Three ‘super-Earths’ in nearby star’s habitable zone

Rene Heller  An artists rendering of planets that orbit the star GJ667C.
Rene Heller An artists rendering of planets that orbit the star GJ667C.

An international team of astronomers has found that a nearby star previously thought to host two or three planets is in fact orbited by six or seven worlds, including an unprecedented three to five “super-Earths” in its habitable zone, where conditions could be right for life.

This is the first time that so many super-Earths -- planets more massive than Earth but less than 10 times more massive -- have been detected in the same system.

“It’s exciting that we’ve found a nearby star that has so many planets in its habitable zone,” said University of Washington astronomer Rory Barnes , lead U.S. author on the paper published June 20 in the journal Astronomy & Astrophysics. The paper’s lead author is Guillem Anglada-Escudé of the University of Göttingen, Germany.

GJ667C, part of a triple-sun system in the Scorpius constellation, is a low-luminosity “M-dwarf” star about one-third the mass of the Sun. At about 22 light-years distance from Earth, it is a relatively close celestial neighbor. (A light-year is about 5.9 trillion miles.)

Since such low-mass stars are inherently faint, their habitable zones -- the swath of space that would allow an orbiting rocky planet to sustain liquid water on its surface -- lie much closer to the star. The closeness of the habitable zone then makes it easier to find potentially habitable rocky planets around low-mass stars.

Astronomers have in recent years confirmed the existence of two planets orbiting GJ667C -- including one super-Earth -- as well as “tantalizing” but incomplete evidence for a third.

Additional observations enabled Anglada-Escudé’s team to detect additional planet candidates, bringing GJ667C’s total companions to six, possibly even seven worlds.

Because the habitable zone is so close to the star, the planets’ years are far shorter than the Earth’s, between 20 and 100 days. “The close proximity of these planets in the habitable zone to the host star makes it likely they are ‘tidally locked,’ which in this case means the same hemisphere always faces the star,” Barnes said. “Fortunately, we know that this state can still support life.”

In addition to the three super-Earths in the habitable zone, two more orbit at its outskirts, and with the right properties, could also support life. One of these candidates, GJ667Ch, the researchers write, is only tentatively detected and will require further follow-up for confirmation.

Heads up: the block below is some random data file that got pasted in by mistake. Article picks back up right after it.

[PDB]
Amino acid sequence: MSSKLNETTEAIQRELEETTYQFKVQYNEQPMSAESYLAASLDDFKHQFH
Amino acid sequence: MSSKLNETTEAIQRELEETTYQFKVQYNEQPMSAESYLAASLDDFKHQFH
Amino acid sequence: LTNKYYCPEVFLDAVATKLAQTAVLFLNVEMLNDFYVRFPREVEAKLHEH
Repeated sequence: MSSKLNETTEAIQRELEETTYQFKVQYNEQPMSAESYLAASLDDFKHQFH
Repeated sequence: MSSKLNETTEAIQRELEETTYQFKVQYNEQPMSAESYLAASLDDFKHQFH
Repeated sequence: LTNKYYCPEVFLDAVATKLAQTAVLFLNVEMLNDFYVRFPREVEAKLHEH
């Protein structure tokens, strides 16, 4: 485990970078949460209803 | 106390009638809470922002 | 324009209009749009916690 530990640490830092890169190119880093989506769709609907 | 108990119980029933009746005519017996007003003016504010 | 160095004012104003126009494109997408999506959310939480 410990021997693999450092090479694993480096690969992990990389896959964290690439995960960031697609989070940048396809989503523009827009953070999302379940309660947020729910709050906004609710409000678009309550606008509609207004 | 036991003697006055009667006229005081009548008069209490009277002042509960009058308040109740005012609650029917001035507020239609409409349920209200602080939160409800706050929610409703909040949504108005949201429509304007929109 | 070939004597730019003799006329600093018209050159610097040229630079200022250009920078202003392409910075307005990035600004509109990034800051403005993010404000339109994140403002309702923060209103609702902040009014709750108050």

The technique the researchers used, called Doppler spectroscopy, does not measure a planet’s actual mass, but finds only its minimum mass. However, the only way the habitable zone can be so packed with planets is if their masses are smaller than 10 Earth masses.

“These planets are good candidates to have a solid surface and maybe an atmosphere like the Earth’s, not something like Jupiter,” Barnes said.

He added that the number of potentially habitable worlds will be substantially greater if astronomers can expect to find several around each low-mass star like GJ667C.

“Instead of observing 10 stars to look for a single potentially habitable planet, we now know we can look at just one star and find several of them,” Barnes said.

Doppler and other surveys show that systems with multiple super-Earths may be fairly common in the cosmos, and that small planets may be abundant around cool M-dwarf stars.

The discovery provides not only a better understanding of the star in question, but also a clue that these worlds may be the first members of an emerging population of M-dwarf stars with multiple low-mass planets in their habitable zones. The Sun’s neighborhood may contain many rocky planets in habitable zones.

Other coauthors are Mikko Tuomi and Hugh R. A. Jones of the University of Hertfordshire; Enricho Gerlach of the University of Turku, Finland; René Heller of the Leibniz Institute for Astrophysics Potsdam in Germany; James Jenkins of Universidad de Chile; Sebastian Wende1 and Steven S. Vogt of the University of California, Santa Cruz; Paul Butler of the Carnegie Institution; and Ansgar Reiners of the University of Göttingen.

The National Science Foundation and NASA provided funding for the work.